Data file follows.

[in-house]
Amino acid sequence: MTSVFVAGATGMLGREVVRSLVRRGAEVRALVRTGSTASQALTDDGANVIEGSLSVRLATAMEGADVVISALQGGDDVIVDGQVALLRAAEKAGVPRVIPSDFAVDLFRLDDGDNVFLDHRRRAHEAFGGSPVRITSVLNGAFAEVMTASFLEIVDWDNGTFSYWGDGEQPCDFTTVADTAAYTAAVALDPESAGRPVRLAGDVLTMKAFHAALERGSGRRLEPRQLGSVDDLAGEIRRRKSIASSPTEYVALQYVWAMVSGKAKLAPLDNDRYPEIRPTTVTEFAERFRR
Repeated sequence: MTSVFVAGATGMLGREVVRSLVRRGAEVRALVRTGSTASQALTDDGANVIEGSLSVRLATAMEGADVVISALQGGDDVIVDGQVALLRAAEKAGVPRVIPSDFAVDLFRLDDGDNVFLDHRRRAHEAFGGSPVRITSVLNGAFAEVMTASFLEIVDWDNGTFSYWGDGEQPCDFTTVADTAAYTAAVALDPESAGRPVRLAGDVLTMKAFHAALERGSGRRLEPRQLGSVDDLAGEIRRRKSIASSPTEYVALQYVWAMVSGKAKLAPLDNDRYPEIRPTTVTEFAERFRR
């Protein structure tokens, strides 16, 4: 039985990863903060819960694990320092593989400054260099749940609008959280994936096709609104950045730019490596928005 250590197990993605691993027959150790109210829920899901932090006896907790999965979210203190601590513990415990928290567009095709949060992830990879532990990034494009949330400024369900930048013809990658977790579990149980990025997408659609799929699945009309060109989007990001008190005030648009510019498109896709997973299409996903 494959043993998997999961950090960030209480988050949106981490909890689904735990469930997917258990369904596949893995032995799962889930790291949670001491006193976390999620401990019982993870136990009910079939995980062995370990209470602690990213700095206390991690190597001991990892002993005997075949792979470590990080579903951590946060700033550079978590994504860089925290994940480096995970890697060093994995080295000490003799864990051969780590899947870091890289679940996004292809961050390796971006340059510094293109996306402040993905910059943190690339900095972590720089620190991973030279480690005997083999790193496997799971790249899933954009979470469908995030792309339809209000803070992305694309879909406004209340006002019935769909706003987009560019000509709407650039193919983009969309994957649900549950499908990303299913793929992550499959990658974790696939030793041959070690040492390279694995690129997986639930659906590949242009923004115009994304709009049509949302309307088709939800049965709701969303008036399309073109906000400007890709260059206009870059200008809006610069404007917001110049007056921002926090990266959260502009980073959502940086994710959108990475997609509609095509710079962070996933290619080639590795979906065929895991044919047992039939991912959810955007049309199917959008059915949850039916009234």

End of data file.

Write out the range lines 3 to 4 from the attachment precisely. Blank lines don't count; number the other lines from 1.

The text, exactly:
Repeated sequence: MTSVFVAGATGMLGREVVRSLVRRGAEVRALVRTGSTASQALTDDGANVIEGSLSVRLATAMEGADVVISALQGGDDVIVDGQVALLRAAEKAGVPRVIPSDFAVDLFRLDDGDNVFLDHRRRAHEAFGGSPVRITSVLNGAFAEVMTASFLEIVDWDNGTFSYWGDGEQPCDFTTVADTAAYTAAVALDPESAGRPVRLAGDVLTMKAFHAALERGSGRRLEPRQLGSVDDLAGEIRRRKSIASSPTEYVALQYVWAMVSGKAKLAPLDNDRYPEIRPTTVTEFAERFRR
């Protein structure tokens, strides 16, 4: 039985990863903060819960694990320092593989400054260099749940609008959280994936096709609104950045730019490596928005 250590197990993605691993027959150790109210829920899901932090006896907790999965979210203190601590513990415990928290567009095709949060992830990879532990990034494009949330400024369900930048013809990658977790579990149980990025997408659609799929699945009309060109989007990001008190005030648009510019498109896709997973299409996903 494959043993998997999961950090960030209480988050949106981490909890689904735990469930997917258990369904596949893995032995799962889930790291949670001491006193976390999620401990019982993870136990009910079939995980062995370990209470602690990213700095206390991690190597001991990892002993005997075949792979470590990080579903951590946060700033550079978590994504860089925290994940480096995970890697060093994995080295000490003799864990051969780590899947870091890289679940996004292809961050390796971006340059510094293109996306402040993905910059943190690339900095972590720089620190991973030279480690005997083999790193496997799971790249899933954009979470469908995030792309339809209000803070992305694309879909406004209340006002019935769909706003987009560019000509709407650039193919983009969309994957649900549950499908990303299913793929992550499959990658974790696939030793041959070690040492390279694995690129997986639930659906590949242009923004115009994304709009049509949302309307088709939800049965709701969303008036399309073109906000400007890709260059206009870059200008809006610069404007917001110049007056921002926090990266959260502009980073959502940086994710959108990475997609509609095509710079962070996933290619080639590795979906065929895991044919047992039939991912959810955007049309199917959008059915949850039916009234």